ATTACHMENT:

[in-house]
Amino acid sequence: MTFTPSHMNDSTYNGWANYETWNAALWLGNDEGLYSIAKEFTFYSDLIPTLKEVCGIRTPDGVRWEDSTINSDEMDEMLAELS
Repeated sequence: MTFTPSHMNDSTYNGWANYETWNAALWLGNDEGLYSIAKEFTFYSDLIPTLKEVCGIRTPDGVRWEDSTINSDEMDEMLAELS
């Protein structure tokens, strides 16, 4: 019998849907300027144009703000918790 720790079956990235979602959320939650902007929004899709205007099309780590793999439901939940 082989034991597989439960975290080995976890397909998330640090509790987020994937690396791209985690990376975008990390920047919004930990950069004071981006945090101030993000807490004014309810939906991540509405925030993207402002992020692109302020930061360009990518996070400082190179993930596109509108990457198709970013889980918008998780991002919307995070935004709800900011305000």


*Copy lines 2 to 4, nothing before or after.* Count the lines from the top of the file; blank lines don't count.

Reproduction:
Amino acid sequence: MTFTPSHMNDSTYNGWANYETWNAALWLGNDEGLYSIAKEFTFYSDLIPTLKEVCGIRTPDGVRWEDSTINSDEMDEMLAELS
Repeated sequence: MTFTPSHMNDSTYNGWANYETWNAALWLGNDEGLYSIAKEFTFYSDLIPTLKEVCGIRTPDGVRWEDSTINSDEMDEMLAELS
């Protein structure tokens, strides 16, 4: 019998849907300027144009703000918790 720790079956990235979602959320939650902007929004899709205007099309780590793999439901939940 082989034991597989439960975290080995976890397909998330640090509790987020994937690396791209985690990376975008990390920047919004930990950069004071981006945090101030993000807490004014309810939906991540509405925030993207402002992020692109302020930061360009990518996070400082190179993930596109509108990457198709970013889980918008998780991002919307995070935004709800900011305000």